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NETWORK—WB Network Chief Predicts Profit in 2002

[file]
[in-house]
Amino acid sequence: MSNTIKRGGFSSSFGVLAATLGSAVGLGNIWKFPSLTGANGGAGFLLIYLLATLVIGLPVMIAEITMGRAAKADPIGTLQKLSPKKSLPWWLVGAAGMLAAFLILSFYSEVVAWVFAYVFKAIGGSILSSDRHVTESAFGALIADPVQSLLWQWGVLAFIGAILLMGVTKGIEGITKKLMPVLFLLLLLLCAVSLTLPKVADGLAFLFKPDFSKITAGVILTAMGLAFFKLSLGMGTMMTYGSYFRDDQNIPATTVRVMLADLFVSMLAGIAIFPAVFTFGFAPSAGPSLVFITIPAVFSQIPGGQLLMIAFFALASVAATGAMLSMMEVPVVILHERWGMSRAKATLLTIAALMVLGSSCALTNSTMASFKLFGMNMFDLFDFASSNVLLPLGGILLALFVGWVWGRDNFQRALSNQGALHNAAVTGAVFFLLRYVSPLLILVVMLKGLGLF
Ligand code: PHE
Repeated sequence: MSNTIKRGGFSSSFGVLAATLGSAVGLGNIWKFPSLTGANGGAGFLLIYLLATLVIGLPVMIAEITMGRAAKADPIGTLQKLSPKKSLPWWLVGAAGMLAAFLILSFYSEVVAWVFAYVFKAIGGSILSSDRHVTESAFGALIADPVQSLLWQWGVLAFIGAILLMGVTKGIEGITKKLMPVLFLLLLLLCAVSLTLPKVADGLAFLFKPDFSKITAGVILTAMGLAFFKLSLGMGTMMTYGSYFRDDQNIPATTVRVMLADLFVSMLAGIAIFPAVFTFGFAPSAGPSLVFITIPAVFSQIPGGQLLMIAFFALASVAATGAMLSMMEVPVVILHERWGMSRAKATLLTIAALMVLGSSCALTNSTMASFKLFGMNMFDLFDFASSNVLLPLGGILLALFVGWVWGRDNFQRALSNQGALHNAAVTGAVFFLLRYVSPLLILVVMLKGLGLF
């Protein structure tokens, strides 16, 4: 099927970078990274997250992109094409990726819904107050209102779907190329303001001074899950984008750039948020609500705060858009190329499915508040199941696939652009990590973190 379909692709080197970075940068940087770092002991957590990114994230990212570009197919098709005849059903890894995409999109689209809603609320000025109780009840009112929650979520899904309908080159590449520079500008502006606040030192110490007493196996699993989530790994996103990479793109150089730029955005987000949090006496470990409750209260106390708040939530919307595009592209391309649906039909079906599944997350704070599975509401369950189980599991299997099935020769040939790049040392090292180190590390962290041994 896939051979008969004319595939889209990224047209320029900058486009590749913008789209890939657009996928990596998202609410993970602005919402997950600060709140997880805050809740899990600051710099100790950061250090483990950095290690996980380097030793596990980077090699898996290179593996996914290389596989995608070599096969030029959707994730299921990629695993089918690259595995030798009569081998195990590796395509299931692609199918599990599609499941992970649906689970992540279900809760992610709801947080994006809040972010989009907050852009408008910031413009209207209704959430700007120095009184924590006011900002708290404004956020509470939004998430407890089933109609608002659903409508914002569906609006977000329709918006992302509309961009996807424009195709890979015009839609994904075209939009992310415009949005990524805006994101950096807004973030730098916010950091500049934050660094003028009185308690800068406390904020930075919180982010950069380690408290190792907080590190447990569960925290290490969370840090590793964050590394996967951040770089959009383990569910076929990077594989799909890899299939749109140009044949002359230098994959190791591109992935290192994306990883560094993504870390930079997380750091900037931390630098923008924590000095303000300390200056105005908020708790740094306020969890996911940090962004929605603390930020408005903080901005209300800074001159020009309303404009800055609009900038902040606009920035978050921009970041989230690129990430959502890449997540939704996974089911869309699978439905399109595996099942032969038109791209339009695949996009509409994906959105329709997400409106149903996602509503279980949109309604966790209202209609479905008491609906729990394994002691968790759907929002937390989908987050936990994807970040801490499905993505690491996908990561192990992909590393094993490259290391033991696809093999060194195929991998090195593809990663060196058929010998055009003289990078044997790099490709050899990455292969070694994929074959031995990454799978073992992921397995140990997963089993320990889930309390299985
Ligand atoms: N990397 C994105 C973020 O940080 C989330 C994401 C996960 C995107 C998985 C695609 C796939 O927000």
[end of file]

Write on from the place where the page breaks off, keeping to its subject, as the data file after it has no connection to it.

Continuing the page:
Despite four straight years of losses, WB Network President Jamie Kellner predicts the network will be profitable by 2002. The struggling Burbank-based network, now in fifth place among six television networks (as evaluated by A.C. Nielsen ratings), has been under pressure from investors and now from its new parent company, AOL Time Warner. Kellner said that with its current lineup, which includes a bone fide breakout hit as well as a mix of new and old shows that have been steadily cutting into the audience shares of its network competition, WB is poised to turn a profit sometime next year. Among the shows leading the charge for the network are “Seventh Heaven,” which at No. 76 last week was its highest rated show, and “Buffy, the Vampire Slayer,” which came in at 87th. Other programs that target the highly lucrative 18- to 34-year-old market are “Popstars,” “Jack & Jill” and “Charmed.” Although Kellner refused to be pinned down on exactly when the company’s fortunes would change, he noted revenues have improved considerably since last year. With $384 million in revenues in 1999, compared to $183 million in 1998, the network made headway thanks to a strengthened lineup focusing on teen-oriented programs like “Dawson’s Creek” and “Felicity.” But it still struggled with ratings and revenue. It also suffered a blow last year when it lost one of its strongest affiliates, WGN-TV in Chicago. The company, including cable and television syndication sales, accounted for 20 percent of the old Time Warner’s overall advertising revenues of more than $5 billion. The company was able to stave off a challenge from fellow upstart UPN, which remained mired in last place in the network ratings race at the end of the 1999-2000 television season. Thanks to its teen dramas, this season the network has been in a virtual dead heat with UPN for fifth place in the ratings with an average of 4 million viewers each night, according to last month’s Nielsen ratings. Time Warner Entertainment owns 64 percent of the company, The Tribune Co. 25 percent and WB executives the remaining 11 percent. During a recent teleconference with network affiliates, Kellner pledged to keep the network on its current track and agreed not to lay off any of the company’s estimated 350 employees, saying the network is lean and efficient at current staffing levels. That news came six days before parent company AOL Time Warner announced the planned layoffs of 2,000 employees, none at the network. The newly-merged company has also announced it plans to honor last year’s pledge to produce $40 billion in total revenue and about $11 billion in cash flow. The cuts will come from eliminated redundancies and shared technology infrastructure created by the recent mega-merger, the company said. Pressure from new bosses In 1999, Time Warner had $27.7 billion in total revenue while AOL garnered $6.8 billion in revenue. However, AOL had a whopping $1.2 billion in profit while Timer Warner netted about $630 million. AOL Time Warner’s revenue pledge puts added pressure on the fledgling WB Network to turn the financial corner quickly and produce its first profit ever, network officials admit. Youssef Squali, an analyst at ING Barings, said a soft advertising market hurt the WB Network and its parent company in 2000, despite an estimated upturn in the quarter ending Dec. 31 when overall sales for AOL Time Warner increased by 63 percent. But Squali predicted the WB Network would break even for 2000, although final figures for the year have not been released by the company. The WB began broadcasting in January 1995. It now has more than 100 affiliates around the country, airing programming geared primarily toward children and young adults. In November, the company scored its highest ratings ever among 18- to 34-year-olds the most prized demographic in television with highly rated episodes of “Felicity,” “Buffy” and “Dawson’s Creek.” Kellner said the company’s new shows have helped pull in additional revenue and improved ratings. Among them are “Popstars,” a so-called reality-based show featuring contestants who vie to be pop stars, and “Gilmore Girls,” a drama about the relationship of a mother and daughter. “The network has never been in better shape,” Kellner said. Kellner said he believes the company is on the upswing with new programming that advertisers find attractive. He said the company’s market share and demographics could have helped then-presidential candidates Al Gore or George W. Bush had they advertised with the network. “They didn’t spend any money on our (18-34) demo(graphic). They didn’t even think about it, but they vote as much as 50-, 60- and 70-year-olds,” he said, referring to commercials both candidates ran on ABC, CBS and NBC, where most viewers are between the ages of 44 and 70. Susanne Daniels, the network’s president of entertainment, said the company is moving on its network television competitors with its youth-oriented programming. She said the network is banking on new shows like “The Oblongs,” an animated show featuring a strange cartoon family, and “Jack and Jill,” a one-hour drama featuring a 20-something couple dealing with post-collegiate life. But a dispute between the network and 20th Century Fox, which produces the WB’s top-rated “Buffy, the Vampire Slayer,” may throw a monkey wrench in the network’s efforts to post a profit. Fox is reportedly demanding nearly double its licensing fee from the network in order to keep the show on the WB. Kellner says the company is limited by how much it can pay for the hit show. Losing “Buffy” could devastate Kellner’s plans, but he said the network will not lose viewers even if the show leaves the fold. Its star, 23-year-old Sarah Michelle Gellar, added to the speculation by hinting that she may not return to the program if “Buffy” moves to another network. Kellner remained optimistic: “We hope that it works out and we’re going to do our best.”